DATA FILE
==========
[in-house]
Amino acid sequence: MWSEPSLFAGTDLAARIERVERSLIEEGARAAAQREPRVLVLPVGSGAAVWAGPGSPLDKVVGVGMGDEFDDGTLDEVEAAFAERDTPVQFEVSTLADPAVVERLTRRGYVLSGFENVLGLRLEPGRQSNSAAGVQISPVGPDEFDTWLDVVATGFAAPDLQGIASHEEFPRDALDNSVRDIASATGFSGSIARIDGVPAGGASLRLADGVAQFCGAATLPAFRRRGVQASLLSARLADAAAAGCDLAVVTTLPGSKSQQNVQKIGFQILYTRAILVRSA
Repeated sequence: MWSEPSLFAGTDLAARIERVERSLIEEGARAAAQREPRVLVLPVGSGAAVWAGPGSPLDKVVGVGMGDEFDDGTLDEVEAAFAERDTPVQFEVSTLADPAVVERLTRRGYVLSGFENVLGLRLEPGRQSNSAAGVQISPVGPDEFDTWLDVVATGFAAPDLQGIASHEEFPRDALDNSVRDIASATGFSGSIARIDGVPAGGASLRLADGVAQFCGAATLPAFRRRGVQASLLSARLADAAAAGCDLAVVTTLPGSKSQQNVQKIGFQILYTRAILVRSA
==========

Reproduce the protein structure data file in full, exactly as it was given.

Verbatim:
[in-house]
Amino acid sequence: MWSEPSLFAGTDLAARIERVERSLIEEGARAAAQREPRVLVLPVGSGAAVWAGPGSPLDKVVGVGMGDEFDDGTLDEVEAAFAERDTPVQFEVSTLADPAVVERLTRRGYVLSGFENVLGLRLEPGRQSNSAAGVQISPVGPDEFDTWLDVVATGFAAPDLQGIASHEEFPRDALDNSVRDIASATGFSGSIARIDGVPAGGASLRLADGVAQFCGAATLPAFRRRGVQASLLSARLADAAAAGCDLAVVTTLPGSKSQQNVQKIGFQILYTRAILVRSA
Repeated sequence: MWSEPSLFAGTDLAARIERVERSLIEEGARAAAQREPRVLVLPVGSGAAVWAGPGSPLDKVVGVGMGDEFDDGTLDEVEAAFAERDTPVQFEVSTLADPAVVERLTRRGYVLSGFENVLGLRLEPGRQSNSAAGVQISPVGPDEFDTWLDVVATGFAAPDLQGIASHEEFPRDALDNSVRDIASATGFSGSIARIDGVPAGGASLRLADGVAQFCGAATLPAFRRRGVQASLLSARLADAAAAGCDLAVVTTLPGSKSQQNVQKIGFQILYTRAILVRSA